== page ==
Nashville Predators: Juuse Saros Is Only Getting Better

(Photo by John Russell/NHLI via Getty Images)
(Photo by John Russell/NHLI via Getty Images) /

Looking back on this season, it is evident that Juus Saros is getting better and his role with the Nashville Predators will increase in the near future.

In June of 2013, the Nashville Predators selected the 23-year-old Finnish netminder in the 4th round of NHL Entry Draft. Since then, Juuse Saros has been nothing but solid for the club, posting a strong 2.35 goals against average and a .925 save percentage in his first season. Heading into the 2017-2018 season, expectations were high and to no one’s surprise, he delivered.

In this, his second full season, the young goaltender had another strong performance in goal for the Nashville Predators this past season. As the backup once again, Saros appeared in 26 games, 23 of which he started, en route to an 11 win and 5 loss record. This included three shutouts in a span of five starts against the NHL’s league-leading point scorer Connor McDavid, the Clarence Campbell Bowl champions the Vegas Golden Knights and the Minnesota Wild. He also finished 15th in Goals Against Average (GAA) among goaltenders who played at least 300 minutes with a 2.45 GAA and finished in the 10th position in Save Percentage (Sv%) notching a .925 SV%.

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Better than that

When you dig a little deeper into his advanced analytics from the regular season, it becomes incredibly apparent just how good Saros was. First and foremost, his Delta/Adjusted Save Percentage (dSV%) of 1.67 placed him 5th in the league for goaltenders who played at least 300 minutes. This means that Juuse Saros fared much better compared to how an average goalie would have performed when facing the same quality and quantity of shots.

His strong play can also be seen when examining other advanced analytics, including Low and High Danger Scoring Save Percentage. This is clear as Saros recorded higher numbers than his goaltending partner, Pekka Rinne. His HDsv% of 84.17 in the regular season was in fact good enough for 11th among NHL netminders who played at least 300 minutes. This placement sees him ranked higher than the likes of world-class goaltenders Henrik Lundqvist, Jonathan Quick, and Vezina Trophy favorite Andrei Vasilevskiy. That is pretty impressive, to say the least.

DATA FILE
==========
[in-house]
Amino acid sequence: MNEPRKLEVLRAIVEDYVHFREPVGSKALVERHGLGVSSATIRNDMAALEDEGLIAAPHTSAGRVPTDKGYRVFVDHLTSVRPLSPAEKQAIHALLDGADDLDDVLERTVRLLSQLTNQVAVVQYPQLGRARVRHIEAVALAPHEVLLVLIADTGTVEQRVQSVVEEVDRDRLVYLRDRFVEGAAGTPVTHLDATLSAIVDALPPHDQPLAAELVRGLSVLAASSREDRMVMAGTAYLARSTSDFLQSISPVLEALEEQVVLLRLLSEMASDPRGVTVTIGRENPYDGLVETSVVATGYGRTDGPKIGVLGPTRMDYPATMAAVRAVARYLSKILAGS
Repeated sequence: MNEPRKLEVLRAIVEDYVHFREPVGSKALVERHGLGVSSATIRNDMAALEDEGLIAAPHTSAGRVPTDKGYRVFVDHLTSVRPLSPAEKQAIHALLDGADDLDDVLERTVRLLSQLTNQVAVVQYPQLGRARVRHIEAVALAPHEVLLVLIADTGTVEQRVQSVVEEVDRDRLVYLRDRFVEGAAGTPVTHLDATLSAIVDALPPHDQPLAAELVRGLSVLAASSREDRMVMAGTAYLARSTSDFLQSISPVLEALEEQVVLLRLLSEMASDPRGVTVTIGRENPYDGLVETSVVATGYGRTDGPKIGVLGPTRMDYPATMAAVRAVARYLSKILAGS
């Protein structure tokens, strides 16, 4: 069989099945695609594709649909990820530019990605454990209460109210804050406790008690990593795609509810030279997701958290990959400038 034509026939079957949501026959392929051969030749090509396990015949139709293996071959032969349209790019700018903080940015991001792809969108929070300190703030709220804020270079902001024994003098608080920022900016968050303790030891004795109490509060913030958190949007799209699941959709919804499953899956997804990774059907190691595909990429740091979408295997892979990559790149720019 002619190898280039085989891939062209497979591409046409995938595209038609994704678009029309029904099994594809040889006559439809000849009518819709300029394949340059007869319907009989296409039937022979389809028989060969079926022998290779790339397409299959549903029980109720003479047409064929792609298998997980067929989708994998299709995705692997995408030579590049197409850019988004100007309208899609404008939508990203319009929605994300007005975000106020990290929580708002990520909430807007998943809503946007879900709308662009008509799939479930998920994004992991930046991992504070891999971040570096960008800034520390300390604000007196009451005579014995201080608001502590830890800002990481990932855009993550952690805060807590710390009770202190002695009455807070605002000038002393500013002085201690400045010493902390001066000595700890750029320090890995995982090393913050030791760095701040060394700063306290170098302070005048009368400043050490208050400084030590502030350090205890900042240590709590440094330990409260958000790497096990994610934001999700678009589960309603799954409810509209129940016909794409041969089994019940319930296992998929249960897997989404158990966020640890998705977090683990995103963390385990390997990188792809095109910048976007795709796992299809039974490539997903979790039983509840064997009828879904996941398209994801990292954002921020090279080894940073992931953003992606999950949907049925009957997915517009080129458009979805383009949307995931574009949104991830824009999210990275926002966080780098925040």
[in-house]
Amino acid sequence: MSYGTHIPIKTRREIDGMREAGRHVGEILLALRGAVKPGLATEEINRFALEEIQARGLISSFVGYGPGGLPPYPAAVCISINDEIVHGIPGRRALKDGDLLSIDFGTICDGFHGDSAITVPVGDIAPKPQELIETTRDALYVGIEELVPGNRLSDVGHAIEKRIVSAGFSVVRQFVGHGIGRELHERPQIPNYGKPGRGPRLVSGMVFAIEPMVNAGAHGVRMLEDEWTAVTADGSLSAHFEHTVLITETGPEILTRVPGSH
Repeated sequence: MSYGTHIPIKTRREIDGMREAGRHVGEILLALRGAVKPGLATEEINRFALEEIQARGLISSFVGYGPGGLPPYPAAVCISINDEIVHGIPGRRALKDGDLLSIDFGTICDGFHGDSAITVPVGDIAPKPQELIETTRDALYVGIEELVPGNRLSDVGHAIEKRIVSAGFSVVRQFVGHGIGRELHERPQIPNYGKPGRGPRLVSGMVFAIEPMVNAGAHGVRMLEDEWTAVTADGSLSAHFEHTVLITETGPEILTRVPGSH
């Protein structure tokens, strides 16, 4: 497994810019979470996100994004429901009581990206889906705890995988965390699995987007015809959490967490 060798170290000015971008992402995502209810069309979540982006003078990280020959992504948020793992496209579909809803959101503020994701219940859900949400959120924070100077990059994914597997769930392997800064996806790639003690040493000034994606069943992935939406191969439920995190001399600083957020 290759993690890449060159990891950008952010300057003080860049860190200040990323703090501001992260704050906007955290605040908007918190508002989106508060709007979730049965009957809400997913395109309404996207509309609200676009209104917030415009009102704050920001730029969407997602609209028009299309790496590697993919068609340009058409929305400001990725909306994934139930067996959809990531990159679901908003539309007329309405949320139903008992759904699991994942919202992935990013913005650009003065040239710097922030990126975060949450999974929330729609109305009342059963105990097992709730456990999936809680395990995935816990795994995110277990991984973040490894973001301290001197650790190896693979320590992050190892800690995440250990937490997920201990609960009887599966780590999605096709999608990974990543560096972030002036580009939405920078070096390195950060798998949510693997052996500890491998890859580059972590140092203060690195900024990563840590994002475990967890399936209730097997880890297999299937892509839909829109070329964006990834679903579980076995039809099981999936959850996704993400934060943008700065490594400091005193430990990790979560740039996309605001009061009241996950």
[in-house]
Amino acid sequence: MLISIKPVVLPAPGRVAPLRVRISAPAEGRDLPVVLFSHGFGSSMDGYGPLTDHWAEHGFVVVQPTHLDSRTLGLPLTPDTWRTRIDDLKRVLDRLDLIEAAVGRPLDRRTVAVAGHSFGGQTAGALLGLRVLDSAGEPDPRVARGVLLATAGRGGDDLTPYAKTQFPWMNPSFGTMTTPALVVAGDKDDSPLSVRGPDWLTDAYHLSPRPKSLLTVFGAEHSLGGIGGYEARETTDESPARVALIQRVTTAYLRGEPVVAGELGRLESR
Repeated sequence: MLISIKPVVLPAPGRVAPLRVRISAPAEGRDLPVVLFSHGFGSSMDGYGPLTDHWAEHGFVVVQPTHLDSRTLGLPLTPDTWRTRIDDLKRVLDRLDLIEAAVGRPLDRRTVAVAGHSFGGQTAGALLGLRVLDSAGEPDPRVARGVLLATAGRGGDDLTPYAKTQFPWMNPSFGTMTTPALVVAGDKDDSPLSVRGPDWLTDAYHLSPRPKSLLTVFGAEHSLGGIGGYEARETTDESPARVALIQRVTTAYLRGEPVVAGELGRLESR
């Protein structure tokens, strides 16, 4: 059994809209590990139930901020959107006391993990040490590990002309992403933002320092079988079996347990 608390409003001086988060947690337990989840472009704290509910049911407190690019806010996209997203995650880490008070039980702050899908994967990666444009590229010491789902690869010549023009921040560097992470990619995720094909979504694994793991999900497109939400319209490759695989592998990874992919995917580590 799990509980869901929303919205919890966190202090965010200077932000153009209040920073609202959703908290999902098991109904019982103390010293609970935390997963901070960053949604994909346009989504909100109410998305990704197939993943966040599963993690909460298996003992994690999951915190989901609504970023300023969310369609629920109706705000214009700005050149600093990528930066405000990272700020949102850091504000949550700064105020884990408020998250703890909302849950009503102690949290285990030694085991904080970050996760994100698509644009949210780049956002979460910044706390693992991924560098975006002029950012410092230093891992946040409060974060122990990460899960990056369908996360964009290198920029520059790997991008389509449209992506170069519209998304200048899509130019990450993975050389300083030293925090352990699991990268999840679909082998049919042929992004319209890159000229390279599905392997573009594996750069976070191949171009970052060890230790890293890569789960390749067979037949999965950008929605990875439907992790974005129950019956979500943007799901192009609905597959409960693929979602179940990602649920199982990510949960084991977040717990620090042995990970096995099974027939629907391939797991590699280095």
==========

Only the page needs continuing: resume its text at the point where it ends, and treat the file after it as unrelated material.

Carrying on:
Saros also finished the season in the top 10 in Goals Saved Above Average (CSAA) with a CSAA of 1.36. For all you baseball fans out there, the stat is the hockey equivalent to WAR and basically means that if average goalie faced the exact same quality shots and chances, they would have given up 1.36 more goals than Saros on the season. All though it may not sound like a lot, one extra goal can be the difference between winning and losing a game and thus, not making it into the playoffs.

Stepping Up When It Counts

Speaking of the Stanley Cup Playoffs, Juuse Saros was fantastic when he was called upon. Now, he did only play limited minutes, 114 to be exact, but he still looked sharp. After all, he turned away 40 of 42 shots he faced, no bigger than his big save on Paul Stastny at the midway point of the second period in Game 7.

Although the Predators went on to lose the contest and have their season end much too soon, Saros’s performance in the contest was gutsy as he tried to keep his team alive.

At the conclusion of the Predators playoff run, Saros finished with a .952 Sv%, which currently sees him sit at the top of the leaderboard out of all qualified NHL netminders as Fleury and Holtby battle for the Stanley Cup.


Looking back on Saros’s season, there is no doubt that the Finnish netminder took another big step this season by playing more games than last year and by improving his Sv%, arguably the most telling stat in hockey. With this in mind, and considering that Saros did his job as a backup by lessening the load for Rinne, while also picking up wins for his club, there’s no denying that he had a successful season.

Next: Rinne was great until the end

All in all, Saros should receive an A for his performance during the 2017-2018 campaign with the Nashville Predators.